The most controversial proposed solution to these gaps in broadband access has been for municipal governments, i.e. cities and counties, to offer broadband access as a public service. Over 600 municipalities offered such service as of 2005, a small but rapidly growing percentage of the over 18,000 municipalities in the U.S. Currently, however, more than fourteen U.S. states prohibit or restrict cities and counties from ensuring universal broadband access. Despite the proliferation and growing importance of such state law restraints, most legal scholarship on broadband policy has focused on common carrier rules imposed on broadband infrastructure providers, rather than federal and state laws on municipal competition in broadband markets.
The primary thesis of this article is that Congress and the states should encourage cities and counties to provide free and low-cost Wi-Fi broadband to their citizens. The American public has a compelling national interest in equalizing access to computers and the Internet across racial, economic, and geographical lines. Municipal broadband projects, and particularly the provision by cities and counties of free or low-cost wireless broadband networks subsidized by tax revenues, hold great potential to bridge the digital divide. Existing municipal broadband efforts in the U.S., as well as state-subsidized broadband deployment in other nations, have already successfully brought broadband to previously underserved areas. Many nations with higher broadband penetration rates than the U.S., including Canada, Sweden, Japan, and South Korea, have developed municipal and government-supported broadband infrastructure to universalize access.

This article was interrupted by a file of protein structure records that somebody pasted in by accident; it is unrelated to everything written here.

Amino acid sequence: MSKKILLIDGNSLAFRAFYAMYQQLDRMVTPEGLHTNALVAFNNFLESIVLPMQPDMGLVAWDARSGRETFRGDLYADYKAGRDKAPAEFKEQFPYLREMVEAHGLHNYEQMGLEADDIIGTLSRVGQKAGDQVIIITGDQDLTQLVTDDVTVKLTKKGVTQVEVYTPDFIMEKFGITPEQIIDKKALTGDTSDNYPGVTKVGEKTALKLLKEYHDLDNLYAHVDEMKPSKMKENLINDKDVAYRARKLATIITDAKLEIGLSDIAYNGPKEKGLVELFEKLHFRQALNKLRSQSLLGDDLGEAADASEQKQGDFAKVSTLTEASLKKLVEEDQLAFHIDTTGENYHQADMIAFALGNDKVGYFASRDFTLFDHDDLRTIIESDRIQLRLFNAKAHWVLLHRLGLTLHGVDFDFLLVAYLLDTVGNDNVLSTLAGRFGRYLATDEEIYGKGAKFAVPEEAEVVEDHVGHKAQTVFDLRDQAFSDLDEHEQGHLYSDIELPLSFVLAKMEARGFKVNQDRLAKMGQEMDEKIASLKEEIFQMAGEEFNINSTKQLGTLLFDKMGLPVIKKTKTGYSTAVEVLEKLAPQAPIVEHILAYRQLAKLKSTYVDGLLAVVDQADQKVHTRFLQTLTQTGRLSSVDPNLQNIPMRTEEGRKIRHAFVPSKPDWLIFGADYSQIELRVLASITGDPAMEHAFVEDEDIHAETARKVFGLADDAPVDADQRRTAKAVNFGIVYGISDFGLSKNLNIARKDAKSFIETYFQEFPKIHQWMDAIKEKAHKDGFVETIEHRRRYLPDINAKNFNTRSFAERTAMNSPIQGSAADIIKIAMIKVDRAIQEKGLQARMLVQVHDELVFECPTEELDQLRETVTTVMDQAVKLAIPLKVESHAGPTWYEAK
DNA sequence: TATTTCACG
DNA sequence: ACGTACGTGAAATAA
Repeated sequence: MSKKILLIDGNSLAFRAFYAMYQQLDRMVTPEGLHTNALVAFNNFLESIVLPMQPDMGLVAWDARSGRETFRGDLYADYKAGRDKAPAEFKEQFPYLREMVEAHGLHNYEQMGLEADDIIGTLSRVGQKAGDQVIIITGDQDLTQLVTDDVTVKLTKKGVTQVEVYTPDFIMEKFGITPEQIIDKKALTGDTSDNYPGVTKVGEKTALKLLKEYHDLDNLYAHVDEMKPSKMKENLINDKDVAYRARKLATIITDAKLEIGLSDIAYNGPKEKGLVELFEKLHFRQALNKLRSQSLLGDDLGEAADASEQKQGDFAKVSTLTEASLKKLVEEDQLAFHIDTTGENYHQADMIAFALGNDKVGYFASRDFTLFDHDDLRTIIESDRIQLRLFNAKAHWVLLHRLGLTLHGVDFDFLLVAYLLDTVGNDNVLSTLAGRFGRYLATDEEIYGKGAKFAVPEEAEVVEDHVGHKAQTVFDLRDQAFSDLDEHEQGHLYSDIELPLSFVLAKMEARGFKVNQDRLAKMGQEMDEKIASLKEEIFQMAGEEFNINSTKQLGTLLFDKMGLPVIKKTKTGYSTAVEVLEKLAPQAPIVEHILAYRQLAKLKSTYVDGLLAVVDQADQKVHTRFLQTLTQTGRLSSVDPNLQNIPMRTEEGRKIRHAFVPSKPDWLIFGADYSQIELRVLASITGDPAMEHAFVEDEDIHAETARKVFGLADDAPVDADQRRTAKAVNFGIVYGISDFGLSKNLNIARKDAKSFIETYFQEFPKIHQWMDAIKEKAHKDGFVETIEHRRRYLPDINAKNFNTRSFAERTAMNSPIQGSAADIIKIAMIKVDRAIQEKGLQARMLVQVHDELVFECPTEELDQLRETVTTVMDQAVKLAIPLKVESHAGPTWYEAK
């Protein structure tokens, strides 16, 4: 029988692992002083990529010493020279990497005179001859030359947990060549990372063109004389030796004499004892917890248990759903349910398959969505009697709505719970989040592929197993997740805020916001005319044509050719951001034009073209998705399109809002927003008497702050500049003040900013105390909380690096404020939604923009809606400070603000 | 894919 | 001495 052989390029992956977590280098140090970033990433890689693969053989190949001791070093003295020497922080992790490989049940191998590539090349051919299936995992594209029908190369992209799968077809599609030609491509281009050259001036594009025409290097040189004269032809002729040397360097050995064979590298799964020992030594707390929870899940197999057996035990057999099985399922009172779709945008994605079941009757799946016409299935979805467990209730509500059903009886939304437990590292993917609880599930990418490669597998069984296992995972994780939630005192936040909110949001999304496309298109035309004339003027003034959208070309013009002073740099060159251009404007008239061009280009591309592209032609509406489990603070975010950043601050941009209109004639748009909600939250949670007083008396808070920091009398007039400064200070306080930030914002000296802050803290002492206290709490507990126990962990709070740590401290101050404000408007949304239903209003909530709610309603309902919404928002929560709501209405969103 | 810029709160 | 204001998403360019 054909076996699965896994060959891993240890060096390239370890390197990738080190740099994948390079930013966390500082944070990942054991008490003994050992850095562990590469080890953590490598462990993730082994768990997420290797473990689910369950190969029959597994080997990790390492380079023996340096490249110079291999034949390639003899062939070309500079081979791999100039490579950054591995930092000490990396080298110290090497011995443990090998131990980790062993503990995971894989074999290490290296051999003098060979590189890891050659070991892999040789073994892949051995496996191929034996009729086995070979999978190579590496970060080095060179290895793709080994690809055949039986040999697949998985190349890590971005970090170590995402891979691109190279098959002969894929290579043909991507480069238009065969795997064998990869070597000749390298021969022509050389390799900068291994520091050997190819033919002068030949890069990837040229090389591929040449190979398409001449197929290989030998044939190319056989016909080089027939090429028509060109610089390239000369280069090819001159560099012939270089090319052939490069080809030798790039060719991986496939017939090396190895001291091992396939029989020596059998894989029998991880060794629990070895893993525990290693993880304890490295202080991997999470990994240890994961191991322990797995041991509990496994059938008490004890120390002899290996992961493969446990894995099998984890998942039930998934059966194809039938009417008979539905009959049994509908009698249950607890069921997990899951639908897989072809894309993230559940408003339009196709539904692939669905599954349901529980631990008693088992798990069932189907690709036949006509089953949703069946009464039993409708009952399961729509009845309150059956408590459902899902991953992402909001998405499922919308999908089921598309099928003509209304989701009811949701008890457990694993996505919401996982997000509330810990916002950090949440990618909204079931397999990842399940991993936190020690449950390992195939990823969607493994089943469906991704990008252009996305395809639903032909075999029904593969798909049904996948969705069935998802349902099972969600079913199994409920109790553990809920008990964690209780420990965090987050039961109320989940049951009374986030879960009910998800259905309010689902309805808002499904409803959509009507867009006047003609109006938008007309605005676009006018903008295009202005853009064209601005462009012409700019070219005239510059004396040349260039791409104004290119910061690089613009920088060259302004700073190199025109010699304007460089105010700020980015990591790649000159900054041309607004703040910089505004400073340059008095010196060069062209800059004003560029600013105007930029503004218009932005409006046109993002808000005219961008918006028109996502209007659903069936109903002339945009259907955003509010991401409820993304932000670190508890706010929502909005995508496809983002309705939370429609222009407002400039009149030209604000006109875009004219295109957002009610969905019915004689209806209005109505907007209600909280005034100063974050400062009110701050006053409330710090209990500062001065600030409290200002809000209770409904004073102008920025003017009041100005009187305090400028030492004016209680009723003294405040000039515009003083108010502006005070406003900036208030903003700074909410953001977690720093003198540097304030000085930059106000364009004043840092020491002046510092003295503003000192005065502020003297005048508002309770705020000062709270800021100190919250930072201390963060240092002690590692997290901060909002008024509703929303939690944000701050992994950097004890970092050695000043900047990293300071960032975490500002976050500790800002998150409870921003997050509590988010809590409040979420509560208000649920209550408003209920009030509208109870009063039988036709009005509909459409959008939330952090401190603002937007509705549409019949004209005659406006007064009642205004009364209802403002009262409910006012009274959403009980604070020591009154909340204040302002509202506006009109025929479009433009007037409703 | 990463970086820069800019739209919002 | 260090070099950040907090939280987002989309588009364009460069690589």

Part II describes the history of the broadband market in the U.S., and the anticompetitive implications of the market's natural monopoly and network industry characteristics. Part III contends that a trio of recent Supreme Court cases construing the Telecommunications Act of 1996 achieved a sweeping deregulation of the broadband industry. An in-depth analysis of these cases - Nixon v. Missouri Municipal League, 541 U.S. 125 (2004), Verizon Communications, Inc. v. Law Offices of Curtis V. Trinko, LLP, 540 U.S. 398 (2004), and National Cable & Telecommunications Ass'n v. Brand X Internet Services, 125 S. Ct. 2688 (2005) - reveals that they have empowered the owners of broadband infrastructure with natural monopoly characteristics, such as telephone and cable networks, to act with near impunity in impairing their smaller rivals' ability to compete. As a result, congressional action is necessary to reinvigorate competition and promote municipal participation in the broadband marketplace. Finally, Part IV argues that a federal ban on municipal entry into broadband markets that has been proposed in the U.S. Congress represents an unsound public policy in light of the growing digital divide, and the capacity of municipal Wi-Fi networks to remedy it. Congress can best promote the federal policy of ensuring universal broadband service at affordable prices by passing legislation, such as the Community Broadband Act of 2005, which would preempt state laws prohibiting the municipal provision of broadband to underserved communities.